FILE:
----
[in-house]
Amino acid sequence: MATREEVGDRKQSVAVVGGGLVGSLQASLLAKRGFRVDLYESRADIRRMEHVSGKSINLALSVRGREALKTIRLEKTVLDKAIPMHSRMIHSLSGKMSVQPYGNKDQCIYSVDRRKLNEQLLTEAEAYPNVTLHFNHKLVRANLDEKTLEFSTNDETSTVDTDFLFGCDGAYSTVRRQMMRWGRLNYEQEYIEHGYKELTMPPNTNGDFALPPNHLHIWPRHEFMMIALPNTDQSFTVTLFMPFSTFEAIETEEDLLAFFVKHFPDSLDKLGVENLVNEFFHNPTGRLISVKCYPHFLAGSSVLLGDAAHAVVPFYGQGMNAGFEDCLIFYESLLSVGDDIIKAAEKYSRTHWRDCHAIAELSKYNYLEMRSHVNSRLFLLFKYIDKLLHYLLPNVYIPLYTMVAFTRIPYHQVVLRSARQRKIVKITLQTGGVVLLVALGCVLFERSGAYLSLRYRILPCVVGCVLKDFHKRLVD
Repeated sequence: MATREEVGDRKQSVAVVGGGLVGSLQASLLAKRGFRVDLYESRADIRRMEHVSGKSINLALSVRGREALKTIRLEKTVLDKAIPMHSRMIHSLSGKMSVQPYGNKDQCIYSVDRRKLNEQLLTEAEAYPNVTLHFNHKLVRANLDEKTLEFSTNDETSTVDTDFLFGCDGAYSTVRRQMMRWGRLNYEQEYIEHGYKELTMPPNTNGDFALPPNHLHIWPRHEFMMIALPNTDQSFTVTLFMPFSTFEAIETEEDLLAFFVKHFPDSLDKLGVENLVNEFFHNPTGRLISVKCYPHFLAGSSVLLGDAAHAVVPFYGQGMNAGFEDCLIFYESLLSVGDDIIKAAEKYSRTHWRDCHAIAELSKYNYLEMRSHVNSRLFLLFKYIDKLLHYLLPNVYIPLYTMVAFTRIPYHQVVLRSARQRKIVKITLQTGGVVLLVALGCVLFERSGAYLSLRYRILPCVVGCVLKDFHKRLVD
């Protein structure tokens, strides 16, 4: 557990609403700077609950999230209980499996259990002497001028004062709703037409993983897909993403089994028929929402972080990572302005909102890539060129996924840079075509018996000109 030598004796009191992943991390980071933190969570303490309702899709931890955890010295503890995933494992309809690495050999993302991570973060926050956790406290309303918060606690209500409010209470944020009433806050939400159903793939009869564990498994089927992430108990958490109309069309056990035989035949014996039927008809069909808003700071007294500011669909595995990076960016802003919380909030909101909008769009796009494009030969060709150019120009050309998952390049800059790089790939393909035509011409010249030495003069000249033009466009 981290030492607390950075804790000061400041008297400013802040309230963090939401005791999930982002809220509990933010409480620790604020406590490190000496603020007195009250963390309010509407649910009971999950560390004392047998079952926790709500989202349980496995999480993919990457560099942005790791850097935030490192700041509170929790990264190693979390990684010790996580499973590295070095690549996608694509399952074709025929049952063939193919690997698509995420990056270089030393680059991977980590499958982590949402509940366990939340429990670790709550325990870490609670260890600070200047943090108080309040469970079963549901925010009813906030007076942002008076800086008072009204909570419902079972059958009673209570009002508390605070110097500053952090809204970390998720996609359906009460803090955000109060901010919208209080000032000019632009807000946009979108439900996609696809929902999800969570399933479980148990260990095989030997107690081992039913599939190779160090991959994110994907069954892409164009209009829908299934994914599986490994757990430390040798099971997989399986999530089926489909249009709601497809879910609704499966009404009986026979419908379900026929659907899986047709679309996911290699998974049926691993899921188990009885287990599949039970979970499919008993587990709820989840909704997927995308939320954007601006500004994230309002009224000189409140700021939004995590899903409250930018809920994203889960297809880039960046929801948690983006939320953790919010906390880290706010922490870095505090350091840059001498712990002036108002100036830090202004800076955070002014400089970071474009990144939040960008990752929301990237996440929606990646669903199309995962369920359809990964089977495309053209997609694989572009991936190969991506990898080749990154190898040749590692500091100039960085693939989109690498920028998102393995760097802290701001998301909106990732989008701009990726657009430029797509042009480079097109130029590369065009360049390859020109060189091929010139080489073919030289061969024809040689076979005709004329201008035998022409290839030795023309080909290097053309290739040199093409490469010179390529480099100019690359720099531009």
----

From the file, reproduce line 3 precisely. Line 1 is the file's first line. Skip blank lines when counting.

Repeated sequence: MATREEVGDRKQSVAVVGGGLVGSLQASLLAKRGFRVDLYESRADIRRMEHVSGKSINLALSVRGREALKTIRLEKTVLDKAIPMHSRMIHSLSGKMSVQPYGNKDQCIYSVDRRKLNEQLLTEAEAYPNVTLHFNHKLVRANLDEKTLEFSTNDETSTVDTDFLFGCDGAYSTVRRQMMRWGRLNYEQEYIEHGYKELTMPPNTNGDFALPPNHLHIWPRHEFMMIALPNTDQSFTVTLFMPFSTFEAIETEEDLLAFFVKHFPDSLDKLGVENLVNEFFHNPTGRLISVKCYPHFLAGSSVLLGDAAHAVVPFYGQGMNAGFEDCLIFYESLLSVGDDIIKAAEKYSRTHWRDCHAIAELSKYNYLEMRSHVNSRLFLLFKYIDKLLHYLLPNVYIPLYTMVAFTRIPYHQVVLRSARQRKIVKITLQTGGVVLLVALGCVLFERSGAYLSLRYRILPCVVGCVLKDFHKRLVD